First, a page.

Relationships will invariably bring our core issues to the surface. Much of the populace has spent the vast majority of their lives avoiding or disconnecting from their feelings, physical bodies and the issues they haven’t wanted to deal with. They’re afraid to experience their own feelings. And that’s why many people bail out as soon as a relationship brings their core issues to the surface.

I met a Chinese woman one evening while attending a class. I found the conversation with Jian to be very enjoyable, so I asked her if she would like to come along with me to pick up an order I had placed at Whole Foods. She then asked me if I would like to have tea. We ended up going to McDonalds for tea because it was the only place still open at that hour of the night. It turns out that we had a lot in common. We ended up talking about all kinds of things. And we kept taking until three in the morning.

Jian shared with me that evening that she had recently come out of a relationship with a man that she met in a bar. Before long he had moved in with Jian and she ended up becoming pregnant. Jian’s lover was apparently very cruel. He made a point of sending Jian a picture of himself with his new girlfriend shortly after he broke off the relationship. I felt very concerned at the time because I could sense her grief and I knew that she had been deeply hurt.

I really enjoyed talking with Jian and thought I had found a friend. Jian works as a nutritionist, so I had a sense that we could learn from and possibly help each other. I wasn’t all that physically attracted to Jian, but we shared so much in common and I really enjoyed the connection. There was a light playful quality to the interaction and it was a lot of fun spending time with and her. I hadn’t known Jian for that long and wasn’t yet sure how I felt about her, but was open to the possibility that there could be potential for something more at some point in the future. At that time I just wanted to be there for her as a friend. I would have also been perfectly content if the connection remained a platonic friendship.

Jian and I were supposed to meet again the following week. She woke up late that morning and then called to say that she didn’t feel like going out. She then invited me to come over to her place. We spent much of the day talking and drinking the amazing fruit tea that she makes from goji berries, longons and other various other ingredients. We exchanged a few emails afterwards and then she just disappeared. I sent one email telling her that I really enjoyed the connection and that I valued her friendship, but I never heard back from her.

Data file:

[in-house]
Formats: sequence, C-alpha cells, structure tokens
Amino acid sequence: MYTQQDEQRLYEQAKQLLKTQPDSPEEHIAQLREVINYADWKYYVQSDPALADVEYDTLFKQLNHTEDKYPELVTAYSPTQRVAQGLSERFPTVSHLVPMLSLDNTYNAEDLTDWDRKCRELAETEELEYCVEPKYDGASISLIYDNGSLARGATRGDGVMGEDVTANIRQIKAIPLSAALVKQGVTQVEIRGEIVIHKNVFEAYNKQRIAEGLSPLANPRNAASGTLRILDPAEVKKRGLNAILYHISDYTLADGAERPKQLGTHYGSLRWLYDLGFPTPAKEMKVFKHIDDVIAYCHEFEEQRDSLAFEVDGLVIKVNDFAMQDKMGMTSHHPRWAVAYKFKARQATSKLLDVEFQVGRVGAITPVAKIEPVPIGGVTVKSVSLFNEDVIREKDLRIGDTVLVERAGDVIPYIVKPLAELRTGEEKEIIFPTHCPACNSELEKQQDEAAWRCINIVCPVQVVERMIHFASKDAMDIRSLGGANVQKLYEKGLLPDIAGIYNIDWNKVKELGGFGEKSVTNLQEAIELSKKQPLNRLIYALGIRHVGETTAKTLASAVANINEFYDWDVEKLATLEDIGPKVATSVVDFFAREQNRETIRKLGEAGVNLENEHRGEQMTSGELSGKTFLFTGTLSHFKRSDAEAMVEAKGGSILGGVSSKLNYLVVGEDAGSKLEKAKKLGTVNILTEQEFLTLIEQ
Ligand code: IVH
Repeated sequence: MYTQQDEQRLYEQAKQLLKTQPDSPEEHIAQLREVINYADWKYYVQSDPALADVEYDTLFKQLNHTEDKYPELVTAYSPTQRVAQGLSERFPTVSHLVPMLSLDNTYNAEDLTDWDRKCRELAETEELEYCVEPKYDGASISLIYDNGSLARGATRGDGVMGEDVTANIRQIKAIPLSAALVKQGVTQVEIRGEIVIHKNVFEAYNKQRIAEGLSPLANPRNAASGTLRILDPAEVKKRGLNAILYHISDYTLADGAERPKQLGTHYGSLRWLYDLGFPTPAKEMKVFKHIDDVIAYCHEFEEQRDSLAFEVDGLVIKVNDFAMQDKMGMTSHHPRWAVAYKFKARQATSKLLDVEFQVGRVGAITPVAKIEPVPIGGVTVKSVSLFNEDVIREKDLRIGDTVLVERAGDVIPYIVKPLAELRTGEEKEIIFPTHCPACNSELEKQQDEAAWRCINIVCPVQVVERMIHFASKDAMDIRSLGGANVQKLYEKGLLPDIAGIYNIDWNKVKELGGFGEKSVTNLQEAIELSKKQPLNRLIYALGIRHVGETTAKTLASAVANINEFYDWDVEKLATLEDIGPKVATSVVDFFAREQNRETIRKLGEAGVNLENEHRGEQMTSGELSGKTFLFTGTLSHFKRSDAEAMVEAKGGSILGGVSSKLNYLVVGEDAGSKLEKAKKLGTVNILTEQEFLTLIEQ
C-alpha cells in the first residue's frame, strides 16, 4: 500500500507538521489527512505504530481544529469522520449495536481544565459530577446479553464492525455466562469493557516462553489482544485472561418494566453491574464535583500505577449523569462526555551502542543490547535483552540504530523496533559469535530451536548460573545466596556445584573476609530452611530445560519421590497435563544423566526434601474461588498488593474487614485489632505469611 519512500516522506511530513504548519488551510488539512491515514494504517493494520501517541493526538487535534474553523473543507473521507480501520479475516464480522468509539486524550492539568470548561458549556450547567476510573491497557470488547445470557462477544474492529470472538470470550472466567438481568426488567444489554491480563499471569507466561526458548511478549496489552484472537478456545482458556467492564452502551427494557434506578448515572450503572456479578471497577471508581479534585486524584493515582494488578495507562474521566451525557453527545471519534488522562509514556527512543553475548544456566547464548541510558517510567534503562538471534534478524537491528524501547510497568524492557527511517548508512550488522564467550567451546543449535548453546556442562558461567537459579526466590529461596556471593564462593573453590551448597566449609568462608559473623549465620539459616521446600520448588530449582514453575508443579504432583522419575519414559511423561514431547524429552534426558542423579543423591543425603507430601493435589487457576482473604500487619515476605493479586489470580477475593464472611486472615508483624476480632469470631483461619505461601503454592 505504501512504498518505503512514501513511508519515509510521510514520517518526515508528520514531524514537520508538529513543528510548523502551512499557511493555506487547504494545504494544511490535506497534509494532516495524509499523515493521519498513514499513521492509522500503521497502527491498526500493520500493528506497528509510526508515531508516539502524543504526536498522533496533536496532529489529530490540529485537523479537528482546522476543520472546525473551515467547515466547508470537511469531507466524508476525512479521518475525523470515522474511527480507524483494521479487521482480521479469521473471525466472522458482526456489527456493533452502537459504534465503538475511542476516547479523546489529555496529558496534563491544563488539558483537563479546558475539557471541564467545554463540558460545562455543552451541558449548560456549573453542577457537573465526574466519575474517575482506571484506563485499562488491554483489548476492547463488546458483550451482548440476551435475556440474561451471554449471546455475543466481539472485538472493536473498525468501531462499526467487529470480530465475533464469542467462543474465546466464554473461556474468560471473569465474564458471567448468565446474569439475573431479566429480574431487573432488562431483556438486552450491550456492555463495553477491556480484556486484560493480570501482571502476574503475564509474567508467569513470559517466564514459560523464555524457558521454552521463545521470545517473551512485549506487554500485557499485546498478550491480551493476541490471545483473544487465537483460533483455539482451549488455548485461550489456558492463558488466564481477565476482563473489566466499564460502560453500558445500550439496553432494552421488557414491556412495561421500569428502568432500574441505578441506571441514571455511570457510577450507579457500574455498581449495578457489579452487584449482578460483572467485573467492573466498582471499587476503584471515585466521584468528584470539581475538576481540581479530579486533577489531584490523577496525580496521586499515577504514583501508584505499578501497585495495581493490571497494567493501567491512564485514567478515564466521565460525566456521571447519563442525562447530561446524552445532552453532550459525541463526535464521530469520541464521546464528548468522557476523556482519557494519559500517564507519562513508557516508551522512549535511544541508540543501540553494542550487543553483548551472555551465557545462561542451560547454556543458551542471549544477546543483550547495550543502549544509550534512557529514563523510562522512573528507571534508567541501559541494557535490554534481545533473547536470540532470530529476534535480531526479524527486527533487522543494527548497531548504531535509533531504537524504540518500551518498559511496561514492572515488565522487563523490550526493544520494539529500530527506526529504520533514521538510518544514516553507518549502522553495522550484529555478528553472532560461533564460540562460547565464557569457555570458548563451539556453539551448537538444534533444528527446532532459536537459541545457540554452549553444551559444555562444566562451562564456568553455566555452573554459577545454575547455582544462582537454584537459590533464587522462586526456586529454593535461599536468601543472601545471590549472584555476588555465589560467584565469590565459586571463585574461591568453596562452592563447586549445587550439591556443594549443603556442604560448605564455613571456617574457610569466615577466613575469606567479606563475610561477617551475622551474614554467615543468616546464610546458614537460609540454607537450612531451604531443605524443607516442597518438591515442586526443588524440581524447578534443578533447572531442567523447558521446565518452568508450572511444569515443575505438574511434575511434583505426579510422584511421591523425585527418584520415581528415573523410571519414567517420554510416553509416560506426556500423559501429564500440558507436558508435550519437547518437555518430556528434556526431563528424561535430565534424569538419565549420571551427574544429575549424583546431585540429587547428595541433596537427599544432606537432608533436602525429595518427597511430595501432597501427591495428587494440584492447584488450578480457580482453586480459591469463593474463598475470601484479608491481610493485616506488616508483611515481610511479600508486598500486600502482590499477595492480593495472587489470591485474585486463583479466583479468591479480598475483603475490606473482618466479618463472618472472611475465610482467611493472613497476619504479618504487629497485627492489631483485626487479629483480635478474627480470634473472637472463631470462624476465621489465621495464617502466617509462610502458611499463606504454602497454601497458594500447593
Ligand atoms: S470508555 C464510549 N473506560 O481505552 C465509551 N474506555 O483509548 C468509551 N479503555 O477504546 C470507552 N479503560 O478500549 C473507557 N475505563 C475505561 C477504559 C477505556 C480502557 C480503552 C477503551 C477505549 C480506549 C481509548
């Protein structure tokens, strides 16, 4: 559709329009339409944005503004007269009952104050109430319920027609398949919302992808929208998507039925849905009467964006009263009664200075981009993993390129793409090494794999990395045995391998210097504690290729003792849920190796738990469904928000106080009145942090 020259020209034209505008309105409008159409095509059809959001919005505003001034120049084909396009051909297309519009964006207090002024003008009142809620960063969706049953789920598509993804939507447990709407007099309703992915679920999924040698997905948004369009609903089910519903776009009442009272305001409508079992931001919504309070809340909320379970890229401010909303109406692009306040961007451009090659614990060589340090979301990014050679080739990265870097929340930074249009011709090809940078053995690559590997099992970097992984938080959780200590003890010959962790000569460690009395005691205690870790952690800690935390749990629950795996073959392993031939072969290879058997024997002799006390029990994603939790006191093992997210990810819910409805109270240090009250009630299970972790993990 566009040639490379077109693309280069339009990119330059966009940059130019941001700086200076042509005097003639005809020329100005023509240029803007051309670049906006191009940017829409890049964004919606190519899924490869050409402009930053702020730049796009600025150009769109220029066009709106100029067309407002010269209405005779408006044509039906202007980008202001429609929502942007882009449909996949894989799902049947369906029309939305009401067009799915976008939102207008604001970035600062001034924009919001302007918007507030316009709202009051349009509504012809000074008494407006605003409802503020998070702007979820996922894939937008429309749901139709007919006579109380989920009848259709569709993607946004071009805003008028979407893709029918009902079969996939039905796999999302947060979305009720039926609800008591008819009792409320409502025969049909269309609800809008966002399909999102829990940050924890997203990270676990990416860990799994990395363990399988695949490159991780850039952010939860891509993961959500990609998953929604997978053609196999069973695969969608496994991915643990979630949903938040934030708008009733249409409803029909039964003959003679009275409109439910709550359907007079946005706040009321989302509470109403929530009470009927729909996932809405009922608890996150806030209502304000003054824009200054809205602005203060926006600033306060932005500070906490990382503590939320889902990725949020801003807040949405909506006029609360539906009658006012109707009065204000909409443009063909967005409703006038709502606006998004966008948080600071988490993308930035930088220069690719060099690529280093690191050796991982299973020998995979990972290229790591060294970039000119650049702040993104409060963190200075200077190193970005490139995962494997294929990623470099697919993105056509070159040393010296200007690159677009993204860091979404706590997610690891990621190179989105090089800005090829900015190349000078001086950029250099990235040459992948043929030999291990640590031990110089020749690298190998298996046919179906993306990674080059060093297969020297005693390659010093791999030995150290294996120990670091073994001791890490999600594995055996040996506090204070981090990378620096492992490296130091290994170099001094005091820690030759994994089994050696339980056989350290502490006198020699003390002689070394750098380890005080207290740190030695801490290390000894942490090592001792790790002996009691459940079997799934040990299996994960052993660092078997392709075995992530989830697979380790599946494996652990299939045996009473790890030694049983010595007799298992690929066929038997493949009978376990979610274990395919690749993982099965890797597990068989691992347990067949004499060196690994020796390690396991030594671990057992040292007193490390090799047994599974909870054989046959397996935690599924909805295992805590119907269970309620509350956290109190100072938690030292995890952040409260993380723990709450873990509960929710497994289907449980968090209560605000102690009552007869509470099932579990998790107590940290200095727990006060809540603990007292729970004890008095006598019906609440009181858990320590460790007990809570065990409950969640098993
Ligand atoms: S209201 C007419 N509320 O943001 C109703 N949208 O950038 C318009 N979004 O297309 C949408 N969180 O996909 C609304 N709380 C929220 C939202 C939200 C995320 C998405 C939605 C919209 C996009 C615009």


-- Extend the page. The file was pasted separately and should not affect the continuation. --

Priya: So many of my friends here are struggling with these same issues.

Ben: The stress of living in a place like New York City makes it all the more difficult to remain grounded in our feelings and physical bodies. People who live in their heads can easily lose touch with their intuition and the empathetic capacity that would enable them to bond with another human being.

One sees lots of couples here in the city. Some people do find love in the city and yet so many others struggle to find someone special with whom they can share their lives. New York is full of men like Stephane who will show up in women’s lives and then disappear. These men want to act like they don’t have any vulnerabilities at all and so they play it cool. A lot of women end up pursuing unavailable men and then they devise all kinds of strategies for holding onto them in their attempt to make the relationship work.

There’s percentage of men and women on the dating scene in New York like the guy Jian was going out with that exhibit sociopathic characteristics. On the surface they possess superficial charm and good intelligence. And yet they tend to be so out of touch with their own feelings that it impairs their ability to empathize with the feelings, needs and considerations of others. They are pathologically egocentric and are incapable of love. Their sex lives have a very impersonal quality and are not well integrated. There’s an unreliability, untruthfulness and insincerity about them. They also lack remorse or shame when their words and actions cause pain. These individuals tend to possess a magnetic quality that draws others in, but they can be very wounding to those with whom they become involved.

There are actually a lot more men and women in the city who want more than anything to find someone with whom they can share a deep meaningful and lasting connection. Sadly, there are so many social barriers that are preventing people from engaging with one another. Many of the men I have spoken to tell me that the women they encounter won’t even give them a chance.

Women that have been hurt by unavailable men like Stephane often internalize the painful feelings. All of the stresses and distractions of being in New York can make it that much more difficult for them to process their feelings. Fears, hurts and other conflicted feelings held within often get projected onto men and that can make it difficult for women to open or trust. The deep emotional wounds that many women hold cause them to gravitate towards men like Stephane or those that exhibit sociopathic tendencies. And yet in many instances they’re afraid of the men who are truly desirous of a relationship that have the capacity to show up fully present.